CD while the band worked on attaining a new record deal. Key mentions
it took about a year longer that he originally thought, as it was being
shopped. These three tracks are now reworked from their original form
for the new album. Puppy's contribution to the "Underworld"
soundtrack CD, "Optimissed", was only a demo mix, he admits.
– It was not mixed the way we would normally do it.
It might show up completed as a B-side of a future release. Now, three
unique new songs are complete with about twelve total picked for the new
album package. Many new era Puppy demo tracks were initially composed
and recorded by Key alone at Subconscious Studios. The album is in the
final mixing stage with a few tracks fully completed and the working title
has not been disclosed yet.
– The music will speak for itself, I think you'll be stoked!
Ogre, Key, Goettel. "Process"
to avoid previous mess
Key speaking to us from a warm Los Angeles, is very upbeat about the new
record licensing contract with SPV sub label Synthetic Symphony. He feels
all the points have been addressed in their licensing contract with the
– We'll be able to produce this album (laughs) without the noodlings
and manipulations of the last situation which I think ended up messing
things up for the band.
The band has new management and will have more dialogue with the type
of promotion and press coverage they intend on getting (like with Release
perhaps). Packaging of the new product is one of the items that Key is
also proud of as the band has always been active in developing their image.
He hopes to have a great product available for purchasers of the new music.
American fans will be happy to know that SPV America will be stocking
shelves at US retailers upon the new record's release in Spring 2004.
SPV is looking to bulk up their American market presence, also with the
new Front Line Assembly album.
– I see no better way than attacking SPV's US market with Skinny
Key feels the licensing deal with SPV will place their music into more
international markets than a conventional American label's distribution
reach. The recent Subconscious "From the Vault" subscription
series discs will not be re-released through SPV but a couple Puppy items
might be made available at the merchanding tables on their upcoming tour.
says, buy Canadian if you can
We spoke about the vast back catalogue that Nettwerk Records permanently
owns since next year will spark sales of older material to a newer audience.
– Let's just say we've had some issues that are totally unresolved.
20 years after their initial EP release, Nettwerk will not respond to
their telephone calls regarding their now vintage recording contract.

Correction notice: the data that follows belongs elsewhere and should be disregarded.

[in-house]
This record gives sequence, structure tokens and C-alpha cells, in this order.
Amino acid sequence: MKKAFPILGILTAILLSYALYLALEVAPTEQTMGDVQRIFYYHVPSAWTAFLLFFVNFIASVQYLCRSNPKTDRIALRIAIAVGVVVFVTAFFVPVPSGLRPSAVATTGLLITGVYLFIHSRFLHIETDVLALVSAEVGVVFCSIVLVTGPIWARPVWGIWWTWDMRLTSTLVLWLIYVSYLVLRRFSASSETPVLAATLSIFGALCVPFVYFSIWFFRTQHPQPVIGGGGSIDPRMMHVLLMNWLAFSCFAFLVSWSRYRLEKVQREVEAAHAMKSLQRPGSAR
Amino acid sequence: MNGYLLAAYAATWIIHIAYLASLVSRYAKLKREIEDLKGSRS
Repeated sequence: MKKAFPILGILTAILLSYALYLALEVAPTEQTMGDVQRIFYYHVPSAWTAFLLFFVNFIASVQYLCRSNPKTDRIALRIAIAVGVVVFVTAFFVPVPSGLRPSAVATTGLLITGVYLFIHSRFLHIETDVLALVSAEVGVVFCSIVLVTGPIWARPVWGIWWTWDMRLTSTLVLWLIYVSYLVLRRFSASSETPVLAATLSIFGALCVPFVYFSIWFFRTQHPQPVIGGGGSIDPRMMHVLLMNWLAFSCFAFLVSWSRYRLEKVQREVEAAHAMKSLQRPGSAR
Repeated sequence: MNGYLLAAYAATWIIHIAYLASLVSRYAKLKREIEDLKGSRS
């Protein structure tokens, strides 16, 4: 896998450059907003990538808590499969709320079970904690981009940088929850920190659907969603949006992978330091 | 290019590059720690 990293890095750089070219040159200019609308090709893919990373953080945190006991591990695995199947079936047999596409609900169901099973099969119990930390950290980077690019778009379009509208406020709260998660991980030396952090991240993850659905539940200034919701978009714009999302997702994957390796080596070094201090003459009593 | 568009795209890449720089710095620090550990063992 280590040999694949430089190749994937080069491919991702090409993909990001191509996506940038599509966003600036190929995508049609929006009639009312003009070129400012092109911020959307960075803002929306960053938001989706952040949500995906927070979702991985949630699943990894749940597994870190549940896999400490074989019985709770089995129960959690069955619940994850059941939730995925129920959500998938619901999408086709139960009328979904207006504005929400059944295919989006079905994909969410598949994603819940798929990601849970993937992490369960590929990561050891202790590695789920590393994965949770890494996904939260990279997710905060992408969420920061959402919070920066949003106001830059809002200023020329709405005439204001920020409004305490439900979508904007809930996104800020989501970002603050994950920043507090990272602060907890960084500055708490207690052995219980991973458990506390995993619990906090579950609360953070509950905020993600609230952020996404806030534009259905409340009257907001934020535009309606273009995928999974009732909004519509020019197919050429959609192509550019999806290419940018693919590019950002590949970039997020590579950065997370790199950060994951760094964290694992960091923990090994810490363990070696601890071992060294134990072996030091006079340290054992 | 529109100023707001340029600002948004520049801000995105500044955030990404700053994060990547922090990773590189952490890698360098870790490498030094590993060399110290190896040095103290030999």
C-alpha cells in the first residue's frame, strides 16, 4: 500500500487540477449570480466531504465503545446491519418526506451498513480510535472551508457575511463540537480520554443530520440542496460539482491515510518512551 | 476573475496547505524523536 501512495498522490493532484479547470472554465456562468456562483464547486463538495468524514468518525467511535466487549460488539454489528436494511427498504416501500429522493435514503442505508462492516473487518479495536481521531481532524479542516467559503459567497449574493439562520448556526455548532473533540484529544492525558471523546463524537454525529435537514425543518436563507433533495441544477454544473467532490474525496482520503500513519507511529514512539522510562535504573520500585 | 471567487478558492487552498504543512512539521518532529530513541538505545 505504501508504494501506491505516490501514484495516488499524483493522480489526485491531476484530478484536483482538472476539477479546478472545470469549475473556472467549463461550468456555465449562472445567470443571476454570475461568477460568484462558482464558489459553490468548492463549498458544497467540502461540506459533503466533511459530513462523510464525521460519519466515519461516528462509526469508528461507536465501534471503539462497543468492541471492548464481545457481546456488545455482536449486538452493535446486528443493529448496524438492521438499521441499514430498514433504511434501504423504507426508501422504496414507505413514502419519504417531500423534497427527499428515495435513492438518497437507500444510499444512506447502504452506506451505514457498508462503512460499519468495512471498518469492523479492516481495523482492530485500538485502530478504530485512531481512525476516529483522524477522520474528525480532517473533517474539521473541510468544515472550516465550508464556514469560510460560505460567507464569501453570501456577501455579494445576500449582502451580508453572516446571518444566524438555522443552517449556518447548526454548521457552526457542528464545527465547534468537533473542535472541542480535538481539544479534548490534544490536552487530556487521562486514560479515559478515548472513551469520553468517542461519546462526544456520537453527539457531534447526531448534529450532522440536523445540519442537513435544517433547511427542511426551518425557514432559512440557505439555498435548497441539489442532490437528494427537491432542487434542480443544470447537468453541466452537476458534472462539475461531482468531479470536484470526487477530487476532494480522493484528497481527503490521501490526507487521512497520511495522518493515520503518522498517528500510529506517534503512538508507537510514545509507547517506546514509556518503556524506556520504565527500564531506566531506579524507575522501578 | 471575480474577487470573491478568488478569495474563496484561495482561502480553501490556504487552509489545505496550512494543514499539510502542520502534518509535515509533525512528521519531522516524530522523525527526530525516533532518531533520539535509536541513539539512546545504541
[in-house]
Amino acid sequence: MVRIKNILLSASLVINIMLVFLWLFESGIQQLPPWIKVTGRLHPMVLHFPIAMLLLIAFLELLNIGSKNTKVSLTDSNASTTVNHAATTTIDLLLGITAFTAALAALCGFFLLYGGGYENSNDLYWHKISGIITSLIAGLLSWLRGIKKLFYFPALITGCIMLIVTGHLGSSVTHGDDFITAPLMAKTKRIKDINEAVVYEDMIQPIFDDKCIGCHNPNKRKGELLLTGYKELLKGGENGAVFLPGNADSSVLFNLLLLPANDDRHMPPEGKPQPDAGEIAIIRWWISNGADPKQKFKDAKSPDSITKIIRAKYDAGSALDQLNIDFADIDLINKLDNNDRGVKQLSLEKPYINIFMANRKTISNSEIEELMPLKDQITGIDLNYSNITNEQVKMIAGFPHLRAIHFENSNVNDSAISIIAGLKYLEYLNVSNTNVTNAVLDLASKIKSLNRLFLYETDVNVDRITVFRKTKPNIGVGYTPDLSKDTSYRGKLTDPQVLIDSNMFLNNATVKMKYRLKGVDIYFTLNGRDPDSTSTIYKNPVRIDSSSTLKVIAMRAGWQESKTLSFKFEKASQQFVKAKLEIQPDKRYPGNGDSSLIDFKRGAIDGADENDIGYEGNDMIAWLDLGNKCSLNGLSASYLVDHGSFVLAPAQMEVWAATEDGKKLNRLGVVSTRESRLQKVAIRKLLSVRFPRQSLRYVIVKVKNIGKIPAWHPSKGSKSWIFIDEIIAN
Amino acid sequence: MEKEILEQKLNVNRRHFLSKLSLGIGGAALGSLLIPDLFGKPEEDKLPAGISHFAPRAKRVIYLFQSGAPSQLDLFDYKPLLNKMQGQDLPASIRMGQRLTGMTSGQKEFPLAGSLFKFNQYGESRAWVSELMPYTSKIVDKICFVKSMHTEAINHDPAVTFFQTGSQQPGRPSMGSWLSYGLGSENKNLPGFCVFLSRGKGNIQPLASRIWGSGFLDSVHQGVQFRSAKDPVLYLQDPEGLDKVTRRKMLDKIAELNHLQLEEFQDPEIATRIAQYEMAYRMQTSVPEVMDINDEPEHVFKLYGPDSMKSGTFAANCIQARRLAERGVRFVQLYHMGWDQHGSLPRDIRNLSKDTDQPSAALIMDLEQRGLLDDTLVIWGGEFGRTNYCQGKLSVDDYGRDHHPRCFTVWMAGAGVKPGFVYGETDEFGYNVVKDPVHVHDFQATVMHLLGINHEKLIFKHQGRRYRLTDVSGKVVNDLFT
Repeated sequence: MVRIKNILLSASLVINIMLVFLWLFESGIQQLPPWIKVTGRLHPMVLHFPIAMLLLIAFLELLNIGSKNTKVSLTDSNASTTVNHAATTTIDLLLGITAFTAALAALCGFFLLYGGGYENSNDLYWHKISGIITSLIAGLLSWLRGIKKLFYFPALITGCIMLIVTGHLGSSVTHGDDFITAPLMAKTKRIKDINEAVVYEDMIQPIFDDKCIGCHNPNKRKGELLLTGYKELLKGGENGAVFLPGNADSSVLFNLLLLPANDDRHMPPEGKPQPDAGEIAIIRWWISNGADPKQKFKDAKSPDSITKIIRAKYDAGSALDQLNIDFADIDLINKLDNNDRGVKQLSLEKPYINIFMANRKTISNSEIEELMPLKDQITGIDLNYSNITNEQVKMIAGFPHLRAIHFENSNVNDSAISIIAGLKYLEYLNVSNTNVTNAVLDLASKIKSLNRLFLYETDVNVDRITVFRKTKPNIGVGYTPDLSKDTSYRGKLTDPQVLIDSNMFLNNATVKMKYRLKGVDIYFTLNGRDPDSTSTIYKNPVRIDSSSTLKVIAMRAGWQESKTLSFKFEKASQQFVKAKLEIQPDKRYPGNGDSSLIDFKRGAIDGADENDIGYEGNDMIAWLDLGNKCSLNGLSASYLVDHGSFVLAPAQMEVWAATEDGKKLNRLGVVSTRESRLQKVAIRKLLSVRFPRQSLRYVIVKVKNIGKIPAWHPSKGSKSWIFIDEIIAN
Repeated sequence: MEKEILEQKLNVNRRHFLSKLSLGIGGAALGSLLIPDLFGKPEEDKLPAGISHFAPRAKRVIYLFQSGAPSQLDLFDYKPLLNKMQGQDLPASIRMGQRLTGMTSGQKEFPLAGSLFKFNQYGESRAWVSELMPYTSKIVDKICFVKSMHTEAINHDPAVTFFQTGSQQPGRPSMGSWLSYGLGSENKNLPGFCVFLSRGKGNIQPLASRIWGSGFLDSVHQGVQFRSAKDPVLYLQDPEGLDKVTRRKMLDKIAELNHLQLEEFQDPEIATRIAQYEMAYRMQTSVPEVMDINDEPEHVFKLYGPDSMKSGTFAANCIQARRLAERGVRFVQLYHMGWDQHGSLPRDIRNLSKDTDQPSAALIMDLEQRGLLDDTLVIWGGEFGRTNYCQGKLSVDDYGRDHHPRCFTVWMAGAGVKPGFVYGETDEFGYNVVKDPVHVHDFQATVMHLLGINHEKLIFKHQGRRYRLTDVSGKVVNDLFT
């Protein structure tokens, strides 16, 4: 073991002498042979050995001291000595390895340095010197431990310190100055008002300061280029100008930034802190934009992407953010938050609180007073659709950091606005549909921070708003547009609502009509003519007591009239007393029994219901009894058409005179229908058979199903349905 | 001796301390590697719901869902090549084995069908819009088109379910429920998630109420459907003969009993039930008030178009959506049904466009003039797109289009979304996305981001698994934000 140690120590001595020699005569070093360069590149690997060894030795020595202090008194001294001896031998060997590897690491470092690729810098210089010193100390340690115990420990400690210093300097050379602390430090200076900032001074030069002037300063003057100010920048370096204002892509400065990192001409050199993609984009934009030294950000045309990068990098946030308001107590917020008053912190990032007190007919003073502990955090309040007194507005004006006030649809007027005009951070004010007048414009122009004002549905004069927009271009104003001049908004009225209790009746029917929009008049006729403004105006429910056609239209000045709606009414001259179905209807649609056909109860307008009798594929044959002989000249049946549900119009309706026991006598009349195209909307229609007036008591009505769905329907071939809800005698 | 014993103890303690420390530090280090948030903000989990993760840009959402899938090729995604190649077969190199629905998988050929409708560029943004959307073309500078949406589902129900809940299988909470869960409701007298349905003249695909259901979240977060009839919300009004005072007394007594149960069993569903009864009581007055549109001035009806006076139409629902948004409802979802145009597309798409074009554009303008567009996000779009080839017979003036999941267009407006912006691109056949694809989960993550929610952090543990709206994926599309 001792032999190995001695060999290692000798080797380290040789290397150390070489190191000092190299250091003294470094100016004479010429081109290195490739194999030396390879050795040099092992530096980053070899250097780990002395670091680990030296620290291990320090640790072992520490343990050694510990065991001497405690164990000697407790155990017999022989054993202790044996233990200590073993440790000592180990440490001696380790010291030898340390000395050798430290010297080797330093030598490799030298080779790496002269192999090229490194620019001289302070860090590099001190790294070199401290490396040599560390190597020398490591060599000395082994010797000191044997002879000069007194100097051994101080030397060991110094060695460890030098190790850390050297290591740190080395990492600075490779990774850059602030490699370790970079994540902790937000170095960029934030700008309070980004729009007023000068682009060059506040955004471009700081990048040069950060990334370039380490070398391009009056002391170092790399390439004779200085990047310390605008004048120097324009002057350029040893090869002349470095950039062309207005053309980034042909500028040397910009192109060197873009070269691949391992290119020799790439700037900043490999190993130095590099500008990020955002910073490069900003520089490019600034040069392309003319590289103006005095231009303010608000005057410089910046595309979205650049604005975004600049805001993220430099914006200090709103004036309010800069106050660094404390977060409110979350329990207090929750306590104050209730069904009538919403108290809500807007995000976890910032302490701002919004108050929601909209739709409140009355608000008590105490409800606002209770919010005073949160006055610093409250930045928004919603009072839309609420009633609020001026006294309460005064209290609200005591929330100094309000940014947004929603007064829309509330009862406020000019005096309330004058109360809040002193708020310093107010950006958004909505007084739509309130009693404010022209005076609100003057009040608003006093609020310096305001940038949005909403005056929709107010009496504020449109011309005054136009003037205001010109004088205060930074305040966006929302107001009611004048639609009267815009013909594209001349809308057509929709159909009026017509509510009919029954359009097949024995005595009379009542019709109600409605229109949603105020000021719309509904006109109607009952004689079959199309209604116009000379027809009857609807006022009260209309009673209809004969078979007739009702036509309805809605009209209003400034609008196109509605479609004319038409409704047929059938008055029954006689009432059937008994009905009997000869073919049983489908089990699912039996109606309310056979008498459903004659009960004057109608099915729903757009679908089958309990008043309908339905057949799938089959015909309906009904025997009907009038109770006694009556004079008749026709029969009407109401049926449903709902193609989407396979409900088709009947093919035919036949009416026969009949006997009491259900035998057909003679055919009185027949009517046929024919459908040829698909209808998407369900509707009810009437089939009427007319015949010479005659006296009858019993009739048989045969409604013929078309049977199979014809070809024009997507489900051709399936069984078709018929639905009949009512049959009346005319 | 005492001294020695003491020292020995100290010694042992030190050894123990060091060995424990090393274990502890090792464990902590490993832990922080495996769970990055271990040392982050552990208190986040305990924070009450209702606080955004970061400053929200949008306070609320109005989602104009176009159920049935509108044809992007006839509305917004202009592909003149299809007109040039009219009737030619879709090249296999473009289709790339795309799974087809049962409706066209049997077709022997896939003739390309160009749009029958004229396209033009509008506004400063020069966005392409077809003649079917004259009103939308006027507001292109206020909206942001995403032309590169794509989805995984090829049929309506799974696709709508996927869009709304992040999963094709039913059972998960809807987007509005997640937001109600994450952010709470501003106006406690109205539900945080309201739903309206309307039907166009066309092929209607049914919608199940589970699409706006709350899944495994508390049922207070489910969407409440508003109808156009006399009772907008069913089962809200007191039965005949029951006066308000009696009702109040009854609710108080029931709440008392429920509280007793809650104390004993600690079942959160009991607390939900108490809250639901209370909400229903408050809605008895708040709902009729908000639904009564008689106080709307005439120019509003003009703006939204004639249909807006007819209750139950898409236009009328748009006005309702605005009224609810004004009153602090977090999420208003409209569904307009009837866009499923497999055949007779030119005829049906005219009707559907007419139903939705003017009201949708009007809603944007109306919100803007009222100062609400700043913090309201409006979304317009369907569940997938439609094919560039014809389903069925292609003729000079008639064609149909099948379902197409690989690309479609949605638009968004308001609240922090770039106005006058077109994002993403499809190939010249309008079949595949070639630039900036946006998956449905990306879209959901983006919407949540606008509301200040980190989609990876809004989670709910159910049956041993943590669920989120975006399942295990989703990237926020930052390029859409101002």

– I think they pay us a dollar (on a sale) and they keep $6.
Due to the original contract with the label Puppy helped to build, Key
comments that the band gets a higher royalty payment per back catalogue
CD if the product is bought on Canadian soil. The Vancouver based label's
agreement sees all countries outside of home country Canada as a foreign
territory and pays the band considerably less per CD sold there. He feels
the band is not getting a fair share of record royalties considering that
of today's typical new artist's recording contracts.
– It's very, very not right considering the length of time we've
been with them and also when we approach them they won't modify the situation
to be just fair.
Photo by: Alex Veronac
world tour; their most extensive
Genesis P-Orridge wasn't part of the band's recent activities this time
– The door was opened long ago. It hasn't happened so far for this
album. I see him as part of the extended family. I think Genesis has a
direction that he's following through as well. If we come together and
we do some shows or something like that...
Key mentions that if Puppy were to have their project ready, they'd love
to be a part of the RE-TG Industrial Music festival weekend in Camber
Sands, UK, in May 2004. Differing from Doomsday fest set list, more older
songs with the new songs featured. Four performers will likely be on stage
during next year's planned Puppy tour reminding us of the Dave "Rave"
Ogilvie camaraderie in past touring. Puppy plans on doing "a lot
of dates" next year with older songs and many surprises thrown in.
Key would welcome Carey to drum on the upcoming tour but his 2004 schedule
probably wouldn't allow it. Lollapalooza has been in contact with the
band but Puppy's aggressive 2004 schedule would not allow for the US based
Bill Morrison (Ohgr, sixtynine) will be heavily involved in the Skinny
Puppy live show visuals to be announced later. The band's hopes are to
provide a glimpse of the tour experience in 2004 on a new DVD with some
vintage footage included. For those not present at Doomsday 2000, the
live reunion content will finally be packaged visually in a DVD in some
form for all to see.
A new band website (skinnypuppy.com)
with rarities and "goodies" might even offer the possibility
of gig after party passes to Skinny Puppy club members. Key believes it
won't be a problem reaching worldwide fans on this tour as it'll be their
most extensive to date.
These are very exciting times indeed as a new Skinny Puppy history is
being written and the dark scene might noticeably be transformed.
See our Spotlight on Skinny Puppy's Ogre.
See our review of Skinny Puppy's last major release here.
A huge Skinny Puppy feature, based upon a Cevin Key interview, can be
found in the printed Release edition 1/96.